Mama was always busy; when she sat down it wasn't to relax. She took up her knitting; the needles flashed as she listened happily while papa read to her from the British Weekly or the Glasgow Herald, stopping now and again to raise his eyes to the ceiling and say 'St.st.st.st.st! Scandalous!
Shocking!' Papa was a man of infinite patience with children, but not, I think, with something called parliament
– whatever that could be.
I didn't like sitting on men's knees. (Nobody thought to tell me that in time, that would change). I particularly disliked clerical knees, but mama would frown and shake her head.
I was a very timid child. This was a time when the word 'love' was seldom heard except from the pulpit. Strange, because they deeply loved one another and their children.
In general, my memories are happy; but fear loomed large for me, a nervous, highly-strung child. There were the turkeys at a nearby house owned by an old man called Sinclair. It was by no means a farm, but they owned what we called turkey gobblers. It wasn't what they gobbled; it was the noise they made as they walked about the yard, talking to themselves.
When we boarded the steamer to take us back to Glasgow the older members of the family went steerage; mama, papa, David and I went cabin. Oh, how I loved that big, pink room with its pink curtains edged with little bobbles and the pink seats. Against one wall there was a neat writing-desk. I didn't know it was a real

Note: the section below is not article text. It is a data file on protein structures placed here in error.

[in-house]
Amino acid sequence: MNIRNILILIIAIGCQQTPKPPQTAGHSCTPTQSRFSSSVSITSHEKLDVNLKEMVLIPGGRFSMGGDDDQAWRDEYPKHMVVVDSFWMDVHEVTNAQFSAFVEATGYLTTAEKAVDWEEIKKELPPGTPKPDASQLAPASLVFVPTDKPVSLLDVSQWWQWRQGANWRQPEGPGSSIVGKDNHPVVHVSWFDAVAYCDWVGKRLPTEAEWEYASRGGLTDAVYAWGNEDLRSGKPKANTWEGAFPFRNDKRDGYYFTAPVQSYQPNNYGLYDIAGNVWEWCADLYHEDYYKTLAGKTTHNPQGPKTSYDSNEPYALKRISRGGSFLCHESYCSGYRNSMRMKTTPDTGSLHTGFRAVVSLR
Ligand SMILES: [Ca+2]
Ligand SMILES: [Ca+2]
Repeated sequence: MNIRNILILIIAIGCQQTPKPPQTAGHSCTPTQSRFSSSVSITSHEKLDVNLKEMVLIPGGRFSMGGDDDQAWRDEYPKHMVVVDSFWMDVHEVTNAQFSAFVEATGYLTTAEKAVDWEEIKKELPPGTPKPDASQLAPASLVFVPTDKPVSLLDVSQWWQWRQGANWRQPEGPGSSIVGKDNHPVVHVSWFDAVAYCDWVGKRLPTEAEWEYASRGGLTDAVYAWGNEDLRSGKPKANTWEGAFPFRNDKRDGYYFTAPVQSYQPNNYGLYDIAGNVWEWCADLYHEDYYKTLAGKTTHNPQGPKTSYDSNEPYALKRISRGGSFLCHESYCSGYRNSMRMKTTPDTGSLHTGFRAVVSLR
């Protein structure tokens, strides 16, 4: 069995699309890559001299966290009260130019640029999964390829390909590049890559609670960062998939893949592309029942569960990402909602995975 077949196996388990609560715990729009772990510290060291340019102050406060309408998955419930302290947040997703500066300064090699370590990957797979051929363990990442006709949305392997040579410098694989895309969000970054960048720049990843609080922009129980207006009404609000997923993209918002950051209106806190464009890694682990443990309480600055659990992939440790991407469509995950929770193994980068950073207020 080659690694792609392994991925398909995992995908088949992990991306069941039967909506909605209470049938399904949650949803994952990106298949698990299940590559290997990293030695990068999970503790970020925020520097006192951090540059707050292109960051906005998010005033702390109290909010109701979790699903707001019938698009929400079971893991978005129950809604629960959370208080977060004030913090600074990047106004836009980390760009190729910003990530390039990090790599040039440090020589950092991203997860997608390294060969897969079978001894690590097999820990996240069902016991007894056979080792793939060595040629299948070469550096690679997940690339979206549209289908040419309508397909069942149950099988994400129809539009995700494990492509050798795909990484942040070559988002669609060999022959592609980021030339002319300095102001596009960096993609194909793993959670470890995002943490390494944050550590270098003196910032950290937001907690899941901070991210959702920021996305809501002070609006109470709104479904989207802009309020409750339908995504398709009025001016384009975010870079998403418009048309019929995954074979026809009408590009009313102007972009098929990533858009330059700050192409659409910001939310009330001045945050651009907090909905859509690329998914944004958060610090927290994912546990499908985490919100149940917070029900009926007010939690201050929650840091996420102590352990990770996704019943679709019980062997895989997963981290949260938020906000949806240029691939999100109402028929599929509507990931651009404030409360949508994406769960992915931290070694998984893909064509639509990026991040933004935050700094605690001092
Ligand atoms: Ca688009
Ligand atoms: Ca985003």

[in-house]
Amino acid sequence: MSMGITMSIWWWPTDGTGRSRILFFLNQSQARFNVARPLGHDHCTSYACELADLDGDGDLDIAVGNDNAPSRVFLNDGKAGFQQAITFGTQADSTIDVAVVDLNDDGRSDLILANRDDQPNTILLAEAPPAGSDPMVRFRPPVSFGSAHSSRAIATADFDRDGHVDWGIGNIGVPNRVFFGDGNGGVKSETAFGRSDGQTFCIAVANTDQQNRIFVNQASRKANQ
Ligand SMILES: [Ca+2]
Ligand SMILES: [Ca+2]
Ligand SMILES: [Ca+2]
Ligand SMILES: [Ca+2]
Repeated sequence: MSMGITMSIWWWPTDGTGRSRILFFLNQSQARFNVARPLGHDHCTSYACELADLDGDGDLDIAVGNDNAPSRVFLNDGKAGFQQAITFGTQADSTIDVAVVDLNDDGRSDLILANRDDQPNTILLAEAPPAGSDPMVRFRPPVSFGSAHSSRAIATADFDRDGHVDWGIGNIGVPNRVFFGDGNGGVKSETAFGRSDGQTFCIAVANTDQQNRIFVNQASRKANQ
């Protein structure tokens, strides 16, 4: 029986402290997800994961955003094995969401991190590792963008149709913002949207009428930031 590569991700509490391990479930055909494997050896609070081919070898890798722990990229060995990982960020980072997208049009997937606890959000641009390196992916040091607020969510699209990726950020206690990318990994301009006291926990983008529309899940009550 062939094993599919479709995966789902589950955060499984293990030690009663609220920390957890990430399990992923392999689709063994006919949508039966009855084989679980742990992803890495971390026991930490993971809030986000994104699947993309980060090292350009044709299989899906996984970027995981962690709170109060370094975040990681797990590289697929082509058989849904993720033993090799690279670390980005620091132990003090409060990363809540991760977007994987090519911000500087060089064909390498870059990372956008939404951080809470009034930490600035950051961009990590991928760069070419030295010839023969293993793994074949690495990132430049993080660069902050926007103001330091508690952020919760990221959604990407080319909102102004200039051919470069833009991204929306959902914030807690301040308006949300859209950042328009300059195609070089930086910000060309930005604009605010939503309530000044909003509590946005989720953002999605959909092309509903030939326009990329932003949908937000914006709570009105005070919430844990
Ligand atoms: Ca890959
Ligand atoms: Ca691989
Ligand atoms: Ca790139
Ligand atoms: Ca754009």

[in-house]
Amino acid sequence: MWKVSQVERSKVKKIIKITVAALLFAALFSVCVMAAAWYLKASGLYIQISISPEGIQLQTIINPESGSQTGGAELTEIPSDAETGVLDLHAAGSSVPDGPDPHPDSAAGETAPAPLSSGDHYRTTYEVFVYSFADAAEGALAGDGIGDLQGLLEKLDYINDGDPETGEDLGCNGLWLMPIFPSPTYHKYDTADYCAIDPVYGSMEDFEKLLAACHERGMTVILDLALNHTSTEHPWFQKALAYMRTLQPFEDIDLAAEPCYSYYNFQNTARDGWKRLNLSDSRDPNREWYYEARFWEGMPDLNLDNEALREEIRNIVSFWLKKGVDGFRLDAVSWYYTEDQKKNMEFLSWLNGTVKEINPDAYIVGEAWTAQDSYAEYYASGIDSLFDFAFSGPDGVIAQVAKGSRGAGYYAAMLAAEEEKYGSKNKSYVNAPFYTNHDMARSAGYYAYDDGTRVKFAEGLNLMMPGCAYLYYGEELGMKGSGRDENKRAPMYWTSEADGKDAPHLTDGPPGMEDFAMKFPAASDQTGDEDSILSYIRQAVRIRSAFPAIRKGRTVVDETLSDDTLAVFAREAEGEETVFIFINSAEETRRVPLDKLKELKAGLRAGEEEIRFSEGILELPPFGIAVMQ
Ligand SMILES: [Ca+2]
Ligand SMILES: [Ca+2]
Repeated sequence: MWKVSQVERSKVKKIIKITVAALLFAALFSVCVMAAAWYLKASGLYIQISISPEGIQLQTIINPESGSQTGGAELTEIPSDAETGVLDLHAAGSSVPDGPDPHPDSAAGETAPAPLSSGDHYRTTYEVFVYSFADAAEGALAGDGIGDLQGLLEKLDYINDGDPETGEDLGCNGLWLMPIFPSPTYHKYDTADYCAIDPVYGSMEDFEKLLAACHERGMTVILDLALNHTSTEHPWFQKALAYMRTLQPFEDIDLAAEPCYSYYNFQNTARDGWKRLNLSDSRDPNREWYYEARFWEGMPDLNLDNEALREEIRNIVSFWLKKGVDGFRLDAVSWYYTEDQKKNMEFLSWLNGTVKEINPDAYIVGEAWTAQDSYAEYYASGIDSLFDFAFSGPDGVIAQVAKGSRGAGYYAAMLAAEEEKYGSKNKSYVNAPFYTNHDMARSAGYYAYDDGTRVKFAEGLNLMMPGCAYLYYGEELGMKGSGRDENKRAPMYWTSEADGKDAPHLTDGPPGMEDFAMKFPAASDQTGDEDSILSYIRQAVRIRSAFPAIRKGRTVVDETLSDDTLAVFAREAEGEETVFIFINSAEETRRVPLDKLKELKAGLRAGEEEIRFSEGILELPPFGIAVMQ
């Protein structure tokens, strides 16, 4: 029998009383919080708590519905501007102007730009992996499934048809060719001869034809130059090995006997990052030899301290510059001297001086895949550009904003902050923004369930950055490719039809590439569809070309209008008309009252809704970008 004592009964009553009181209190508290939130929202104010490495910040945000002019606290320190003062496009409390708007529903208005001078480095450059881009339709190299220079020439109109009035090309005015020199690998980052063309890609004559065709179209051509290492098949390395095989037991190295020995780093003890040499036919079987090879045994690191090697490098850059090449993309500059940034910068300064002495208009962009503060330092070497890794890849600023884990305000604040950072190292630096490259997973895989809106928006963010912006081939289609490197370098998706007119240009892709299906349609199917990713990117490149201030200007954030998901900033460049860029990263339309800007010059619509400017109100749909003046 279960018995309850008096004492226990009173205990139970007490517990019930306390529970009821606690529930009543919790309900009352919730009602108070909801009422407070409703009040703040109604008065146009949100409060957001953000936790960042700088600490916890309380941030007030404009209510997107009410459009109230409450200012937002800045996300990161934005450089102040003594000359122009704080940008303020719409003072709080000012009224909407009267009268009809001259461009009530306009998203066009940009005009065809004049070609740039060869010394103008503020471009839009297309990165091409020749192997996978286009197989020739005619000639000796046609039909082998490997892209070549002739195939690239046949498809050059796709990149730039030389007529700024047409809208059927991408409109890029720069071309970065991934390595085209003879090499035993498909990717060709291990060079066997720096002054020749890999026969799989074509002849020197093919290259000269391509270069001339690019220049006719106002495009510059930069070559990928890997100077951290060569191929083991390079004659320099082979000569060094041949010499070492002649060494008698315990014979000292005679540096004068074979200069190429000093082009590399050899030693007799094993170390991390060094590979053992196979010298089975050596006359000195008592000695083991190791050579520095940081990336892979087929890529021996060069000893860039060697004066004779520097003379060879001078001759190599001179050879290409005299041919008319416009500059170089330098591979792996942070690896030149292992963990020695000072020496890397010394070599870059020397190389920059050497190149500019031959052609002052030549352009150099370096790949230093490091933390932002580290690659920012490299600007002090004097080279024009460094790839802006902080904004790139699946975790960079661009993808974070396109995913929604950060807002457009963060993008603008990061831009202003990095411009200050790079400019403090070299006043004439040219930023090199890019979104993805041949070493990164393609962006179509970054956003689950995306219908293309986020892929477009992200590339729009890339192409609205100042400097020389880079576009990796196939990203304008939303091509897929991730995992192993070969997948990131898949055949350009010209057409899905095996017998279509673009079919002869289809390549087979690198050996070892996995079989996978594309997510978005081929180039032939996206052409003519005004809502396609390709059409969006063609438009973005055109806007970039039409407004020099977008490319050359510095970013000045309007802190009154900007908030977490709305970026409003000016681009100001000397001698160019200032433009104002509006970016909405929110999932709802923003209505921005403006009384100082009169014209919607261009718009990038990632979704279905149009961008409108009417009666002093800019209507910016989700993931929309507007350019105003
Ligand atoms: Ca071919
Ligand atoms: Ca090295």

desk until David lifted the lid and showed me writing paper you could draw on if only mama would let you. 'And that
,' he pointed, 'is an ink well. You dip your pen in it and write. You
can't write yet, but I
But mama, ever watchful, summoned us back with a quiet but severe, 'Don't touch!' When mama smiled she was quite a different mama; two dimples appeared, one in each cheek. One of the boys – I don't remember which one – told me that mama's dimples were little holes made by mice bites when she was asleep. And, of course, I believed him.
My very earliest memory of Islay, I think, was being put to bed in the schoolhouse. I was popped in under a down quilt, blue with small white flowers. This turned out to be the school-mistress's house. The manse was by no means ready to receive us. I think we stayed in the schoolhouse while the manse was being made habitable. But that's another story.
This article was first published in SR in 1995